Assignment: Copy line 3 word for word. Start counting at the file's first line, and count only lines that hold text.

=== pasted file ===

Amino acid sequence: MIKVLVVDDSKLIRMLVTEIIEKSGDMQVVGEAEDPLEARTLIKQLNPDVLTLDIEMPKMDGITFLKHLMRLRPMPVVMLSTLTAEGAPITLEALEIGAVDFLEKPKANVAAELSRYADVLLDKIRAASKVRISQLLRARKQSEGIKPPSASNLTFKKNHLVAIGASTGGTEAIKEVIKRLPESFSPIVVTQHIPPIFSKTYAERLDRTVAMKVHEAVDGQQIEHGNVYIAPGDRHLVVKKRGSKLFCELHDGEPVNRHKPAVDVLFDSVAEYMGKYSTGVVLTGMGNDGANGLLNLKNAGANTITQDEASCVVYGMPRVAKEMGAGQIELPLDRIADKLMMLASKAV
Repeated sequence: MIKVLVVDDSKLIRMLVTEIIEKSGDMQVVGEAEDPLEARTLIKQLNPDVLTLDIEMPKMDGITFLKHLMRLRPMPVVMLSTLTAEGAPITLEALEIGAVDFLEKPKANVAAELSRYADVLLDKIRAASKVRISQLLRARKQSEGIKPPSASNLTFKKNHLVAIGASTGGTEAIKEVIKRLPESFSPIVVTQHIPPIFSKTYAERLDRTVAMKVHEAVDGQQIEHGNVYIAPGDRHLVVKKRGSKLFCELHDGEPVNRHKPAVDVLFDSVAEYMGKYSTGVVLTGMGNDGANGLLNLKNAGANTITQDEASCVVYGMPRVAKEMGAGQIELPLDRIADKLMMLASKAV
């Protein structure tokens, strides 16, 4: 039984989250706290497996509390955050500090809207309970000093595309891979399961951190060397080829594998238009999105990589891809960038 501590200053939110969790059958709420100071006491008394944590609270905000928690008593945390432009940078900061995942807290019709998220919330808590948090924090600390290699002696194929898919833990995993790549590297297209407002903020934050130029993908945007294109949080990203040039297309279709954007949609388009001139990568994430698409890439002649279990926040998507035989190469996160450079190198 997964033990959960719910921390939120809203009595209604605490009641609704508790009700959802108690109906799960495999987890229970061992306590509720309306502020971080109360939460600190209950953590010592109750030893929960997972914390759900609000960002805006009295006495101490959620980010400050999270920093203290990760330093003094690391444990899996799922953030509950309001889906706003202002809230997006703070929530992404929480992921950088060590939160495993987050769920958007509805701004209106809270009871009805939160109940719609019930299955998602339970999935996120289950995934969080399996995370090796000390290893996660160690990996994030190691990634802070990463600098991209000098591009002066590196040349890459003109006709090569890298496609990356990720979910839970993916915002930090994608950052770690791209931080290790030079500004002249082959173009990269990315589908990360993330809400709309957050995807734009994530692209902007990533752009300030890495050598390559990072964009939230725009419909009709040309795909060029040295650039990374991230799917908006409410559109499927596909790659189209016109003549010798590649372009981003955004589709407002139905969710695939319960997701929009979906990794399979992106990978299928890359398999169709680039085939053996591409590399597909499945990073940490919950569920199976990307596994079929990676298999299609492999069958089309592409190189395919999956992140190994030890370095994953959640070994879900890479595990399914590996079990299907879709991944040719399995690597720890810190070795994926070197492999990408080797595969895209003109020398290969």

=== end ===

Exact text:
């Protein structure tokens, strides 16, 4: 039984989250706290497996509390955050500090809207309970000093595309891979399961951190060397080829594998238009999105990589891809960038 501590200053939110969790059958709420100071006491008394944590609270905000928690008593945390432009940078900061995942807290019709998220919330808590948090924090600390290699002696194929898919833990995993790549590297297209407002903020934050130029993908945007294109949080990203040039297309279709954007949609388009001139990568994430698409890439002649279990926040998507035989190469996160450079190198 997964033990959960719910921390939120809203009595209604605490009641609704508790009700959802108690109906799960495999987890229970061992306590509720309306502020971080109360939460600190209950953590010592109750030893929960997972914390759900609000960002805006009295006495101490959620980010400050999270920093203290990760330093003094690391444990899996799922953030509950309001889906706003202002809230997006703070929530992404929480992921950088060590939160495993987050769920958007509805701004209106809270009871009805939160109940719609019930299955998602339970999935996120289950995934969080399996995370090796000390290893996660160690990996994030190691990634802070990463600098991209000098591009002066590196040349890459003109006709090569890298496609990356990720979910839970993916915002930090994608950052770690791209931080290790030079500004002249082959173009990269990315589908990360993330809400709309957050995807734009994530692209902007990533752009300030890495050598390559990072964009939230725009419909009709040309795909060029040295650039990374991230799917908006409410559109499927596909790659189209016109003549010798590649372009981003955004589709407002139905969710695939319960997701929009979906990794399979992106990978299928890359398999169709680039085939053996591409590399597909499945990073940490919950569920199976990307596994079929990676298999299609492999069958089309592409190189395919999956992140190994030890370095994953959640070994879900890479595990399914590996079990299907879709991944040719399995690597720890810190070795994926070197492999990408080797595969895209003109020398290969």